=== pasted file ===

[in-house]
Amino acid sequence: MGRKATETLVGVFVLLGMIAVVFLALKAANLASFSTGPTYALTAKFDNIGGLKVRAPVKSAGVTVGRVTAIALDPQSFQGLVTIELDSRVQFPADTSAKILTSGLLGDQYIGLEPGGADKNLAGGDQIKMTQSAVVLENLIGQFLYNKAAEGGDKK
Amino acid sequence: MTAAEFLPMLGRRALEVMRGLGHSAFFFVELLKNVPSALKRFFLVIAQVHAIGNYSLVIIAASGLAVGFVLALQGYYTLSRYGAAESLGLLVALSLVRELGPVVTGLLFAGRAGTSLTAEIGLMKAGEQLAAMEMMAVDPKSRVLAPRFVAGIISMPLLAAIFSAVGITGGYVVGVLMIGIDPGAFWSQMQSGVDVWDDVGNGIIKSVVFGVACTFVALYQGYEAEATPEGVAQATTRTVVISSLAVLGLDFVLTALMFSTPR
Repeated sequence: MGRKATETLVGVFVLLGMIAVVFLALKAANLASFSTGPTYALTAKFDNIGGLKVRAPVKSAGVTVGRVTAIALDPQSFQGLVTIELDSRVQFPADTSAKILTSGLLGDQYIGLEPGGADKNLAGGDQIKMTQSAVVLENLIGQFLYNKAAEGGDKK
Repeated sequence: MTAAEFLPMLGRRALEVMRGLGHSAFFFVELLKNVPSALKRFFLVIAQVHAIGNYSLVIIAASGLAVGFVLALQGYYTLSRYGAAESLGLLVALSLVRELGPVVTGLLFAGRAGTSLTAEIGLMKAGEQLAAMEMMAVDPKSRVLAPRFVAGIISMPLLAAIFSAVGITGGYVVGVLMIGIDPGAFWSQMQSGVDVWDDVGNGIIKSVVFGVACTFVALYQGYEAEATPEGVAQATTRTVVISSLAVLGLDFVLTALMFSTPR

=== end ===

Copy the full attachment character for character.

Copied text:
[in-house]
Amino acid sequence: MGRKATETLVGVFVLLGMIAVVFLALKAANLASFSTGPTYALTAKFDNIGGLKVRAPVKSAGVTVGRVTAIALDPQSFQGLVTIELDSRVQFPADTSAKILTSGLLGDQYIGLEPGGADKNLAGGDQIKMTQSAVVLENLIGQFLYNKAAEGGDKK
Amino acid sequence: MTAAEFLPMLGRRALEVMRGLGHSAFFFVELLKNVPSALKRFFLVIAQVHAIGNYSLVIIAASGLAVGFVLALQGYYTLSRYGAAESLGLLVALSLVRELGPVVTGLLFAGRAGTSLTAEIGLMKAGEQLAAMEMMAVDPKSRVLAPRFVAGIISMPLLAAIFSAVGITGGYVVGVLMIGIDPGAFWSQMQSGVDVWDDVGNGIIKSVVFGVACTFVALYQGYEAEATPEGVAQATTRTVVISSLAVLGLDFVLTALMFSTPR
Repeated sequence: MGRKATETLVGVFVLLGMIAVVFLALKAANLASFSTGPTYALTAKFDNIGGLKVRAPVKSAGVTVGRVTAIALDPQSFQGLVTIELDSRVQFPADTSAKILTSGLLGDQYIGLEPGGADKNLAGGDQIKMTQSAVVLENLIGQFLYNKAAEGGDKK
Repeated sequence: MTAAEFLPMLGRRALEVMRGLGHSAFFFVELLKNVPSALKRFFLVIAQVHAIGNYSLVIIAASGLAVGFVLALQGYYTLSRYGAAESLGLLVALSLVRELGPVVTGLLFAGRAGTSLTAEIGLMKAGEQLAAMEMMAVDPKSRVLAPRFVAGIISMPLLAAIFSAVGITGGYVVGVLMIGIDPGAFWSQMQSGVDVWDDVGNGIIKSVVFGVACTFVALYQGYEAEATPEGVAQATTRTVVISSLAVLGLDFVLTALMFSTPR